With the recent blog explosion keeping up with everyone and reading blogs has become more like work. Sure, there are still enjoyable moments but I have a lot to wade though to find posts that I really enjoy. My frustration comes from a reading list full of titles that tell me little or nothing about what the post is about. Here's what my I saw on my reader on Monday.

A couple of the titles look interesting but the rest have cut off the part of the title that would give me an idea if I wanted to click and read. The only reason for putting the prompt in your title is so that it will show up in the roll up widget at GeneaBloggers. Consider flip-flopping your title so that the prompt is at the end. It will still get picked up by the Google Reader widget that creates the roll up.

Give your post titles some thought. Tease me, inform me but make sure you give me a reason to click and read!

Saturday, January 1, 2011

My Plan for 2011

Last year I had really had only one goal and that was to get to Michigan and retrieve the remaining letters. It didn't happen.

2011 promises to be a year of big changes for me. In another few weeks I will finally be a snow bird and I am so looking forward to that! I think a warmer climate will go a long way to enabling me to recover my health and that will be my number one priority. I am much too young to feel so old! A new home and new community will surely take up much of my time. Due to our delay in leaving New York I had to order kerosene today and that effectively reduced my genealogy budget to $0.00.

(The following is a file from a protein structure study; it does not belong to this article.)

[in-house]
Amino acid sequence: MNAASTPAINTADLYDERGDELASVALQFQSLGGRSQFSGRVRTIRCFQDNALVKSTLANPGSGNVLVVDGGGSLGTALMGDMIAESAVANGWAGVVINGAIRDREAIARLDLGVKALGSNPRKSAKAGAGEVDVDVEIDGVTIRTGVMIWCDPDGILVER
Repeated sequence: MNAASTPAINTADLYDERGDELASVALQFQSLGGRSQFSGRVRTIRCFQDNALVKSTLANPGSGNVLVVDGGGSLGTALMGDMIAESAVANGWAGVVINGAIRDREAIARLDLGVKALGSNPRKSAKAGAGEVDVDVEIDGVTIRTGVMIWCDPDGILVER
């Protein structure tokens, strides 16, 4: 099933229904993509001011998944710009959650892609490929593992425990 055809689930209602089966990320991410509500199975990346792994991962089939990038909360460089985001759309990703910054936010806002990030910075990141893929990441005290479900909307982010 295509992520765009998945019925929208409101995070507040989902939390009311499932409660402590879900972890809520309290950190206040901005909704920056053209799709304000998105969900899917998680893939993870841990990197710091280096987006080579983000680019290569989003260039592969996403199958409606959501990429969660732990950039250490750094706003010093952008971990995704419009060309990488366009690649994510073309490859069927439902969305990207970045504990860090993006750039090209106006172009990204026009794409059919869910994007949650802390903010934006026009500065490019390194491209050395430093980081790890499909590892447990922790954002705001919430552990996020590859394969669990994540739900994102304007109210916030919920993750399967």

So where does that leave me as far as genealogy research and writing?

I intend to refocus on the letters. I have decided to end the current batch of letters with Sarah Ann's death. Any letters after that also fall into the Carlisle set and I will add them there. I anticipate that many of the Carlisle letters will lead to further research of both people, places and events.

I have not researched my early New England ancestors because so many others have already done so. It's about time that I gathered and verified  information on my own and with so many of the early records available online for free it seems like a logical step to make. I do know that I will not find everything online but by finding what I can this year I can hope to search for and order records at some future date. At least I'll know what I have and what I lack. New research will of course lead to new things to write about ;-)

Almost all of what I consider to be my best writing has been either for the Carnival of Genealogy or some other prompt given me by someone else. Not knowing what the topics will be it's hard to plan too far ahead and I think I actually do better with a limited research/writing window.

While having nothing to do with my own research I hope to spend some time giving back by adding more memorials to Find A Grave. If any opportunities come along to transcribe newspaper articles or documents that would help a large number of people I hope to be able to do so and contribute to GenWeb.

I rarely know where a research trail will take me or when I'll veer off to some totally unplanned direction but I've found that those unplanned paths are always the most fun!

Bring on the new year - I'm ready!

Written for the 101st edition of the Carnival of Genealogy.
Thanks for the posted fM!